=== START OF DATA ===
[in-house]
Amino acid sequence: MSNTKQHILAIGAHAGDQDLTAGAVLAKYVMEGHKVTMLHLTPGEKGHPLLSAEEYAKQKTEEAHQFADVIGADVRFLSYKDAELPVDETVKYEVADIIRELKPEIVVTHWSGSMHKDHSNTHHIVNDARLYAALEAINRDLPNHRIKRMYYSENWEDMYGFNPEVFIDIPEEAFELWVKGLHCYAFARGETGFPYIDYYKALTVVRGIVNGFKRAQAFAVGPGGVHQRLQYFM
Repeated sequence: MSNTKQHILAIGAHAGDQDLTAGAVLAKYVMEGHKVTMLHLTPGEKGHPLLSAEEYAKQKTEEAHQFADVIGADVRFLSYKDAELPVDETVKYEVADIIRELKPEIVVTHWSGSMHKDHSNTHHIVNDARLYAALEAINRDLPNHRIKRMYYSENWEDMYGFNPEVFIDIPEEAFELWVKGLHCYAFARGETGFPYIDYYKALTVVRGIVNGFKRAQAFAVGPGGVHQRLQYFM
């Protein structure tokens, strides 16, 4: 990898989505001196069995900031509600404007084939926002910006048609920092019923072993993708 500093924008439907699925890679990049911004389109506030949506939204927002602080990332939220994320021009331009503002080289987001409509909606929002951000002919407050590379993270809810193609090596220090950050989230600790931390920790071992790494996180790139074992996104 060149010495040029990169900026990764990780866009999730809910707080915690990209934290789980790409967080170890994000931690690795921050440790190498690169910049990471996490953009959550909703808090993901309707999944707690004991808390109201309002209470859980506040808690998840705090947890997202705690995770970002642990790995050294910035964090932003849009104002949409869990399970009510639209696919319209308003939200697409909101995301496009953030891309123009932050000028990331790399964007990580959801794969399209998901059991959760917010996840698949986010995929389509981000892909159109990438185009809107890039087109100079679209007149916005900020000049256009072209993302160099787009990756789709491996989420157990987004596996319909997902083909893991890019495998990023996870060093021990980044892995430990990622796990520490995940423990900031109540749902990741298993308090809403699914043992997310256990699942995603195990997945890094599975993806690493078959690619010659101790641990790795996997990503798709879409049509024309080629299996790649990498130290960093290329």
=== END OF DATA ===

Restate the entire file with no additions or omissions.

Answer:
[in-house]
Amino acid sequence: MSNTKQHILAIGAHAGDQDLTAGAVLAKYVMEGHKVTMLHLTPGEKGHPLLSAEEYAKQKTEEAHQFADVIGADVRFLSYKDAELPVDETVKYEVADIIRELKPEIVVTHWSGSMHKDHSNTHHIVNDARLYAALEAINRDLPNHRIKRMYYSENWEDMYGFNPEVFIDIPEEAFELWVKGLHCYAFARGETGFPYIDYYKALTVVRGIVNGFKRAQAFAVGPGGVHQRLQYFM
Repeated sequence: MSNTKQHILAIGAHAGDQDLTAGAVLAKYVMEGHKVTMLHLTPGEKGHPLLSAEEYAKQKTEEAHQFADVIGADVRFLSYKDAELPVDETVKYEVADIIRELKPEIVVTHWSGSMHKDHSNTHHIVNDARLYAALEAINRDLPNHRIKRMYYSENWEDMYGFNPEVFIDIPEEAFELWVKGLHCYAFARGETGFPYIDYYKALTVVRGIVNGFKRAQAFAVGPGGVHQRLQYFM
């Protein structure tokens, strides 16, 4: 990898989505001196069995900031509600404007084939926002910006048609920092019923072993993708 500093924008439907699925890679990049911004389109506030949506939204927002602080990332939220994320021009331009503002080289987001409509909606929002951000002919407050590379993270809810193609090596220090950050989230600790931390920790071992790494996180790139074992996104 060149010495040029990169900026990764990780866009999730809910707080915690990209934290789980790409967080170890994000931690690795921050440790190498690169910049990471996490953009959550909703808090993901309707999944707690004991808390109201309002209470859980506040808690998840705090947890997202705690995770970002642990790995050294910035964090932003849009104002949409869990399970009510639209696919319209308003939200697409909101995301496009953030891309123009932050000028990331790399964007990580959801794969399209998901059991959760917010996840698949986010995929389509981000892909159109990438185009809107890039087109100079679209007149916005900020000049256009072209993302160099787009990756789709491996989420157990987004596996319909997902083909893991890019495998990023996870060093021990980044892995430990990622796990520490995940423990900031109540749902990741298993308090809403699914043992997310256990699942995603195990997945890094599975993806690493078959690619010659101790641990790795996997990503798709879409049509024309080629299996790649990498130290960093290329």